The meaning of the Psalmist is, that no impediments can prevent the enlightened and courageous worshippers of God from making conscience of waiting upon the sanctuary. By this manner of speaking, he confirms the statement which he had previously made, That nothing is more desirable than to be daily engaged in the worship of God; showing, as he does, that no difficulties can put a stop to the ardent longings of the godly, and prevent them from hastening with alacrity, yea, even though their way should be through dry and barren deserts, to meet together to solemnise the holy assemblies … There is, however, no doubt, that dry and barren deserts are here to be understood, in travelling through which, much difficulty and privation must be endured, particularly from the want of water; drink being of all other articles the most necessary to persons when travelling. [The Psalmist] intended this as an argument to prove the steadfastness of the godly, whom the scarcity of water, which often discourages travelers from prosecuting their journey, will not hinder from hastening to seek God, though their way should be through sandy … vales. In these words, reproof is administered to the slothfulness of those who will not submit to any inconvenience for the sake of being benefited by the service of God. They indulge themselves in their own ease and pleasures, and allow nothing to interfere with these. They will, therefore, provided they are not required to make any exertion or sacrifice, readily profess themselves to be the servants of God; but they would not give a hair of their head, or make the smallest sacrifice, to obtain the liberty of hearing the gospel preached, and of enjoying the sacraments. This slothful spirit, as is evident from daily observation, keeps multitudes fast bound to their nests, so that they cannot bear to forego in any degree their own ease and convenience. Yea, even in those places where they are summoned by the sound of the church-bell to public prayers … to hear the doctrine of salvation, or to partake of the holy mysteries, we see that some give themselves to sleep, some think only of gain, some are entangled with the affairs of the world, and others are engaged in their amusements. It is therefore not surprising, if those who live at a distance, and who cannot enjoy these religious services and means of salvation, without making some sacrifice of their worldly substance, remain lolling at home. That such may not live secure and self-satisfied in the enjoyment of outward prosperity, [the Psalmist] declares, that those who have true heart religion, and who sincerely serve God, direct their steps to the sanctuary of God, not only when the way is easy and cheerful, under the shade and through delightful paths, but also when they must walk through rugged and barren deserts; and that they will rather make for themselves cisterns with immense toil, than be prevented from prosecuting their journey by reason of the drought of the country.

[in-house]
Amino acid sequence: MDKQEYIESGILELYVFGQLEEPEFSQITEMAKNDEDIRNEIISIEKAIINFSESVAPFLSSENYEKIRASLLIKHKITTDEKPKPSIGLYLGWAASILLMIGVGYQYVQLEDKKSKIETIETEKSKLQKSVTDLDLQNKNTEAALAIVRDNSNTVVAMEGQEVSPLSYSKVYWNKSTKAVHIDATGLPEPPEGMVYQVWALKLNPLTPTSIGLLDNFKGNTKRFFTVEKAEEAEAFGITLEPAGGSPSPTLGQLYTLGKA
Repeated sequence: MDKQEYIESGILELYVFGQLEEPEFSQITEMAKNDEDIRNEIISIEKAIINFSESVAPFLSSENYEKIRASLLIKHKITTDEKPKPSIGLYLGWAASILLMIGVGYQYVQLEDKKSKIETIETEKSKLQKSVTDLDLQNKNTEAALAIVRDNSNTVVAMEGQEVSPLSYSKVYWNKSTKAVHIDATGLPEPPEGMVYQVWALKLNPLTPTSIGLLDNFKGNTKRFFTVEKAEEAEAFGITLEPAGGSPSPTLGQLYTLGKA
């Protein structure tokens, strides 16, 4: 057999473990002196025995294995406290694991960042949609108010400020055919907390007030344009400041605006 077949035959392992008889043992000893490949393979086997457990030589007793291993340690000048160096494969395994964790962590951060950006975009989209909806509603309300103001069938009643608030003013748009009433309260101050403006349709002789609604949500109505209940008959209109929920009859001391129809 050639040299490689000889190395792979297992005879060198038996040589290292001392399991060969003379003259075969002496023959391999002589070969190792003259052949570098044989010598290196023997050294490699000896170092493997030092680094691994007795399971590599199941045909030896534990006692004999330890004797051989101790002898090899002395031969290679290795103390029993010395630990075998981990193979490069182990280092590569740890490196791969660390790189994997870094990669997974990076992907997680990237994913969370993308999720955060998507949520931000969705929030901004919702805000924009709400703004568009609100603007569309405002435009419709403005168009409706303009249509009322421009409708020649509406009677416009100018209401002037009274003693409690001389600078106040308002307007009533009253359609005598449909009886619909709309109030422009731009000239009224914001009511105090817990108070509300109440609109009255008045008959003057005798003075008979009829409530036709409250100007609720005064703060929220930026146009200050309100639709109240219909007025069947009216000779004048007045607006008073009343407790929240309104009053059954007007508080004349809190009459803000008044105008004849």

With these challenging words before us, let us remember what was said in an evening sermon recently, entitled “Watch Your Sabbath Attitude”, guided by the first part of Westminster Larger Catechism 119:
If you are like the men in Amos and Malachi, here’s how your actions and attitude really sing Psalm 84:1-10: How aggravating are thy tabernacles, O LORD of heavy burdens! My soul loatheth, yea, even fainteth about the idea of being drug to the courts of the LORD: my heart and my flesh snuff against the boring God. Yea, why would the sparrow hath found an house, and the swallow a nest for herself, where she may bury her young, even thine sepulchres, O LORD of heavy burdens, my taskmaster, and my oppressor. Blessed are they that leave thy house: they will be still avoiding thee. Stop the music. Pathetic is the man whose crutch is in thee; in whose heart are the ways of them. Who passing through the valley of Baca make it a swamp; the mold also stinketh the pools. They go from crutch to crutch, every one of them in Zion gets dragged before God. O LORD God of hosts, I got nothin’ to say, O God of Jacob. Stop the music. Behold, O God our kill-joy, and look upon the yawns of thine annoyed. For a day in thy courts is worse than a thousand anywhere else but here! I had rather be a doorkeeper in the house of my pub, than to dwell in the tents of Shem.
May we have the devoted attitude of Psalm 84 toward worship in God’s house, and may we show it truly as they did in going out of our way to worship God with God’s people every time they get together, as do the writers of Psalm 84 — even if it means going through the Valley of Baca to get there.
In closing, I have in mind this photo that sits in my office given to Elder Renner by Pastor Bradley in Wales. It shows a number of saints who worship at one of the mission churches in the Philippines that Pastor Bradley has helped grow in Reformed doctrine and practice over the years. On the back of the photo, there is a handwritten note about one of the women and her children focused on in the center of the picture.